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 Jews & The Red Army during WWII

Wednesday, May 1, 2024
5pm to 6:30pm PT

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Building 360, Conference Room
Center for Comparative Studies in Race and Ethnicity (CCSRE), 450 Jane Stanford Way Building 360, Stanford, CA 94305
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Event Details:

The history of Jews in the Red Army is an integral part of the history of Soviet Jewry. Under Soviet rule, Jews became eligible for military careers, and military service became a prestigious “Jewish profession.” Yet knowledge about Jewish participation in the Red Army during its most dramatic period - the period of World War II - remained limited for many years. The ethnic composition of the Red Army during the war remained secret for over 70 years after its end. It seems that the Russian authorities stubbornly upheld one of the most enduring Soviet myths - that of friendship and brotherhood among the peoples of the USSR during the war as a key factor in securing victory. Only five years ago materials related to the national composition of the Red Army and related issues were declassified. The declassified information regarding Jews proved partly anticipated but predominantly surprising, requiring a significant reassessment of entrenched stereotypes in historiography and public perception.This presentation will discuss the history of Jews in the Red Army during  World War II in light of the newly opened archival data.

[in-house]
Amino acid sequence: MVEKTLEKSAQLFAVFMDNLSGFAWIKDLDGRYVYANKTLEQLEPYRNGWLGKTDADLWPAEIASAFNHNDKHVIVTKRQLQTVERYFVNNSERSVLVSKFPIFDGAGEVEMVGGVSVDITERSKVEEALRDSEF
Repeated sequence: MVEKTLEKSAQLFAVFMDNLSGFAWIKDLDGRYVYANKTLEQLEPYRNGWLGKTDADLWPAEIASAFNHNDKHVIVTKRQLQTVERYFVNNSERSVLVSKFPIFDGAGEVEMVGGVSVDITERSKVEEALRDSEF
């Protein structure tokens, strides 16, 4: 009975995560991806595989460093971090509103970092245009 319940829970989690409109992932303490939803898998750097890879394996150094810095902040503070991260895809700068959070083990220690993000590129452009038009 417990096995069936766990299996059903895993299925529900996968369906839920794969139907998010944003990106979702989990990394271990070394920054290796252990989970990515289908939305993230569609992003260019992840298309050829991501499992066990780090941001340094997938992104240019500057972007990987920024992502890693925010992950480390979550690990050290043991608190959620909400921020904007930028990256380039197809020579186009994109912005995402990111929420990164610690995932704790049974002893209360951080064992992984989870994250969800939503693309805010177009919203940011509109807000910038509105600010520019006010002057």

Oleg Budnitskii is a 2023-2024 fellow at the National Humanities Center, North Carolina. In 2011-2023 he was the founding director of the International Center for the History and Sociology of WWII and Its Consequences/Institute for Advanced Soviet and Post-Soviet Studies at the National Research University–Higher School of Economics, Moscow. He is the author or coauthor of nine books and editor or coeditor of 27 others on imperial Russian, Soviet, and modern Jewish history. Recent books include War, Conquest, and Catastrophe: Jews in the Soviet Union: A History, 1939–1945 (2022, with David Engel, Gennady Estraikh, and Anna Shternshis) and Another Russia: Studies in the History of Russian Emigration (2021, in Russian). He is the recipient of numerous honors and awards, including fellowships and grants from the United States Holocaust Memorial Museum, Fulbright Program, Oxford Center for Hebrew and Jewish Studies, MacArthur Foundation, and IREX.


This event is generously co-sponsored by the Department of Slavic Languages and Literatures and the Center for Russian, East European, and Eurasian Studies.